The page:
3-game losing streak leads to more questions, tests for Pitt
After Pitt lost to Clemson in the ACC championship game, coach Pat Narduzzi was asked if the team made progress from 2017.
He appeared irritated and offended by the question.
“I think we won five games last year,” he said. “Five is not as good as seven. We’re still Coastal champs. Our kids have earned that.”
Now, after losing 14-13 to Stanford in the Sun Bowl and concluding the season on a three-game losing streak (including two losses to unranked teams), Narduzzi said his belief hasn’t wavered.
“We got there (to the ACC title game), and there are a lot of people who would like to be there,” he said on the last day of 2018.
But that question is no longer as relevant as the next one: How does Pitt repair its broken passing game?
During Pitt’s three-game collapse, quarterback Kenny Pickett completed 43.2 percent of his passes (29 of 67) for 274 yards. Overall, he threw for more than 197 yards only once in 14 games.
In the Sun Bowl, he was sacked twice, hurried five times and fought through some vicious hits from the Stanford pass rush. His receivers often failed to get open (a season-long problem), forcing him to throw into tight windows. As usual, there were no attempts at screen passes or targeting a tight end.
But he had a series of poor plays on his own that included a failure to properly read the defense and inaccurate passes. He was 11 for 29 with no touchdowns for the seventh time this season. He also occasionally threw one way while his targets ran elsewhere.
No one’s perfect, but those plays shouldn’t happen in the 14th game of the season.
“We have to make plays. We have to call a better game,” Narduzzi said. “We have to do it all.”
The need to “call a better game” is a reference to offensive coordinator, quarterbacks coach and play caller Shawn Watson, who just concluded his second season at Pitt.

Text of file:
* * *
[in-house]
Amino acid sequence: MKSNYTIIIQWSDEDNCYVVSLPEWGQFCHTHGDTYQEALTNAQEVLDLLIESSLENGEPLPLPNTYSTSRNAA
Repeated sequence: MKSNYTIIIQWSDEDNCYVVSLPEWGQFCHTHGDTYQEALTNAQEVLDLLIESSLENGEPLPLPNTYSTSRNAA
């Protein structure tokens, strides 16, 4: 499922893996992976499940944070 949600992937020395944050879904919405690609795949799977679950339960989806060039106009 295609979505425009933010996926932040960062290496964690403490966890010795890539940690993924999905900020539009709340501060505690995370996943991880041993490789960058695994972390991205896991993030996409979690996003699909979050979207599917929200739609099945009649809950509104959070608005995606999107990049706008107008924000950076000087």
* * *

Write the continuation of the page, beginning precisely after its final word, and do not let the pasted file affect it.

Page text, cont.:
Narduzzi said he plans to evaluate “every part of the program,” but when he was asked if he anticipates making any staff changes, he said he didn’t want to talk about it.
Then, he did.
“I like our staff right now. I like our players,” he said. “We’re going to digest this football game.”
He also seemed to credit his play-caller when he was asked where his confidence in Watson stands.
“High,” he said. Then, he repeated the word. “High.”
“What’s (Stanford’s) confidence in their coordinator?” he said, picking up a stat sheet. “He had 208 yards. We had 344. I don’t know.”
If Watson goes, that would make four offensive coordinators in five seasons for Narduzzi. Does he want that type of instability in his offense, especially with a returning quarterback who has worked with no other coordinator at Pitt? Also, Watson and offensive line coach Dave Borbely have a strong personal and working relationship that goes back years and is part of the reason for Pitt having the third-ranked run game in the ACC (228 yards per game).
Pitt lost because it failed to score touchdowns after two trips inside the 10-yard line. Alex Kessman kicked two chip-shot field goals and missed badly on a 55-yard attempt that would have given Pitt a one-point lead in the fourth quarter.
Why not punt in that situation? Kessman holds the school record for the most field goals of 50 yards or longer (six) in Pitt history. It probably was Narduzzi’s best shot.
Clearly, the game was lost on offense. The defense did its job.
Stanford’s K.J. Costello, a second-team All-Pac-12 quarterback who threw for more than 323 yards seven times, completed only 6 of 17 passes for 105 yards and was sacked three times.
Through three quarters, Stanford failed on all eight of its third-down attempts and totaled 101 yards. The Cardinal recovered in the fourth quarter and moved to the Pitt 2. They scored the winning touchdown when Pitt defensive end Dewayne Hendrix forced Costello to fumble and running back Cameron Scarlett caught the ball out of the air in the end zone.
“Just like they didn’t draw it up,” CBS game analyst Gary Danielson said.
Looking at his stat sheet, Narduzzi recited the numbers. Pitt had more first downs (18-12) and yards gained — total (344-208), rushing (208-103) and passing (136-105) — than Stanford.
“It almost makes me want to fall over,” he said. “It doesn’t add up that that score is 13-14. That’s really the only stat that matters.”
What it does add up to is Pitt’s second consecutive non-winning season (7-7) and its fifth with seven losses in the past eight years.
Next season, Pitt loses four of five starters on the offensive line and two 1,000-yard running backs.
Narduzzi, Pickett and, especially, the past three recruiting classes will be put to the test.
Jerry DiPaola is a Tribune-Review staff writer. You can contact Jerry at [email protected] or via Twitter @JDiPaola_Trib.
Jerry DiPaola is a Tribune-Review staff writer. You can contact Jerry by email at [email protected] or via Twitter .